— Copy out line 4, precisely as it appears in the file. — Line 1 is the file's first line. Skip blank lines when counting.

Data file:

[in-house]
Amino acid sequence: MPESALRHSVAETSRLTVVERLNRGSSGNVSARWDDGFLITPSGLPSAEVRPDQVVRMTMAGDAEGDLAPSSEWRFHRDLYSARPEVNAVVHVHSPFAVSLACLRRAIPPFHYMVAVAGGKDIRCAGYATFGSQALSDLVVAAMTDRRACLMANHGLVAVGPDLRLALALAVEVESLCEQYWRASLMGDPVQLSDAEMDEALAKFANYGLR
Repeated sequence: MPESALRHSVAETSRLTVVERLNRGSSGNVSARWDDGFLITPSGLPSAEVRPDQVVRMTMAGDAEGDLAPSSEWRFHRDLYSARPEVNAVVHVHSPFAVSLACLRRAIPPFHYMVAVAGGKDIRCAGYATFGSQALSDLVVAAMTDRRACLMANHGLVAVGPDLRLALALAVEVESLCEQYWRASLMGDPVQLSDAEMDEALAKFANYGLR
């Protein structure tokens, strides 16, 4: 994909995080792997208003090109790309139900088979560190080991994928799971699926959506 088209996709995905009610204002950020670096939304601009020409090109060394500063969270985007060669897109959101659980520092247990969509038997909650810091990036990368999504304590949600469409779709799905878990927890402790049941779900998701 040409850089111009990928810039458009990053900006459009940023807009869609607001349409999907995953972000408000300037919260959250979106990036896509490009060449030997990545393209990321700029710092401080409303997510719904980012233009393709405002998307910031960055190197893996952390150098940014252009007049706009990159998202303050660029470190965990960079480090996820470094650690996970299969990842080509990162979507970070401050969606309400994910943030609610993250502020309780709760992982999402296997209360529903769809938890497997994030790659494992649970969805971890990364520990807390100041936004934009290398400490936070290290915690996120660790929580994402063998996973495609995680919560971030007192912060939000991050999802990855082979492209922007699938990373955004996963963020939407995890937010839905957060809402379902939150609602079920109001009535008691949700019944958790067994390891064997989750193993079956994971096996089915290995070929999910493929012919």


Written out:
């Protein structure tokens, strides 16, 4: 994909995080792997208003090109790309139900088979560190080991994928799971699926959506 088209996709995905009610204002950020670096939304601009020409090109060394500063969270985007060669897109959101659980520092247990969509038997909650810091990036990368999504304590949600469409779709799905878990927890402790049941779900998701 040409850089111009990928810039458009990053900006459009940023807009869609607001349409999907995953972000408000300037919260959250979106990036896509490009060449030997990545393209990321700029710092401080409303997510719904980012233009393709405002998307910031960055190197893996952390150098940014252009007049706009990159998202303050660029470190965990960079480090996820470094650690996970299969990842080509990162979507970070401050969606309400994910943030609610993250502020309780709760992982999402296997209360529903769809938890497997994030790659494992649970969805971890990364520990807390100041936004934009290398400490936070290290915690996120660790929580994402063998996973495609995680919560971030007192912060939000991050999802990855082979492209922007699938990373955004996963963020939407995890937010839905957060809402379902939150609602079920109001009535008691949700019944958790067994390891064997989750193993079956994971096996089915290995070929999910493929012919």